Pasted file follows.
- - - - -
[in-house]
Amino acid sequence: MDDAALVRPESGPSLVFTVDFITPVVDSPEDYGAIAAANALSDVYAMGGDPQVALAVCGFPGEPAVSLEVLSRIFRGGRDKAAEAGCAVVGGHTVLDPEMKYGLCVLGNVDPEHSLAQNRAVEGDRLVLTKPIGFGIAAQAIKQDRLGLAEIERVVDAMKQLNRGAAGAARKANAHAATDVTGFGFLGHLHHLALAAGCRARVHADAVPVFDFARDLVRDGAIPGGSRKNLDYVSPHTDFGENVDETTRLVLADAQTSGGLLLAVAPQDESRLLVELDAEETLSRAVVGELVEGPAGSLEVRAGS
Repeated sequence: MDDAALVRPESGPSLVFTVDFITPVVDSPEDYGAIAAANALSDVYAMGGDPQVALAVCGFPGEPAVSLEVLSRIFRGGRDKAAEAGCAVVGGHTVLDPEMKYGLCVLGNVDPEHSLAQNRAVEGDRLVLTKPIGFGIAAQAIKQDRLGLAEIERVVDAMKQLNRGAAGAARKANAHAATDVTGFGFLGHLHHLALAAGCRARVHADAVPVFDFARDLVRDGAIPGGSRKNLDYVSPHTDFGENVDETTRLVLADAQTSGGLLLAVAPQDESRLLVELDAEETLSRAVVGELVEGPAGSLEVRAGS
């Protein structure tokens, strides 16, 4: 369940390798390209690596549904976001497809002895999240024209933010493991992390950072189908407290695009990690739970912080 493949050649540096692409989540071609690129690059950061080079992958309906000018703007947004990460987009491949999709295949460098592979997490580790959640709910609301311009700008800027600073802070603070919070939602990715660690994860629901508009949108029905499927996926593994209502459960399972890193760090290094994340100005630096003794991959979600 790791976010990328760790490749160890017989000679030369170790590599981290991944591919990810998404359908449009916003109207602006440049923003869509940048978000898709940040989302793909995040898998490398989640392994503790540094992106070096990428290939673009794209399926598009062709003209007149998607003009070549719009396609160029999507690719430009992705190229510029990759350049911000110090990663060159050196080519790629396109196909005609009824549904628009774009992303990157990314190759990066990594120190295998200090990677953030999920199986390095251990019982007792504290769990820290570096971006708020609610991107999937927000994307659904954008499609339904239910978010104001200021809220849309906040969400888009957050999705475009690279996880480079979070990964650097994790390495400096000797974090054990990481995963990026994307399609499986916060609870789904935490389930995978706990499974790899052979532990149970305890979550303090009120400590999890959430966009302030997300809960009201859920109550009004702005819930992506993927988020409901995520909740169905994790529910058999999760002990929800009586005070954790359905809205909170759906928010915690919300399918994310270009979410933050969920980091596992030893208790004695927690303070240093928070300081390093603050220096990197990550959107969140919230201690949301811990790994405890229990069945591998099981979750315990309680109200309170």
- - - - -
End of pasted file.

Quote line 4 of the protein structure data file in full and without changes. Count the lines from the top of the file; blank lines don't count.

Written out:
């Protein structure tokens, strides 16, 4: 369940390798390209690596549904976001497809002895999240024209933010493991992390950072189908407290695009990690739970912080 493949050649540096692409989540071609690129690059950061080079992958309906000018703007947004990460987009491949999709295949460098592979997490580790959640709910609301311009700008800027600073802070603070919070939602990715660690994860629901508009949108029905499927996926593994209502459960399972890193760090290094994340100005630096003794991959979600 790791976010990328760790490749160890017989000679030369170790590599981290991944591919990810998404359908449009916003109207602006440049923003869509940048978000898709940040989302793909995040898998490398989640392994503790540094992106070096990428290939673009794209399926598009062709003209007149998607003009070549719009396609160029999507690719430009992705190229510029990759350049911000110090990663060159050196080519790629396109196909005609009824549904628009774009992303990157990314190759990066990594120190295998200090990677953030999920199986390095251990019982007792504290769990820290570096971006708020609610991107999937927000994307659904954008499609339904239910978010104001200021809220849309906040969400888009957050999705475009690279996880480079979070990964650097994790390495400096000797974090054990990481995963990026994307399609499986916060609870789904935490389930995978706990499974790899052979532990149970305890979550303090009120400590999890959430966009302030997300809960009201859920109550009004702005819930992506993927988020409901995520909740169905994790529910058999999760002990929800009586005070954790359905809205909170759906928010915690919300399918994310270009979410933050969920980091596992030893208790004695927690303070240093928070300081390093603050220096990197990550959107969140919230201690949301811990790994405890229990069945591998099981979750315990309680109200309170």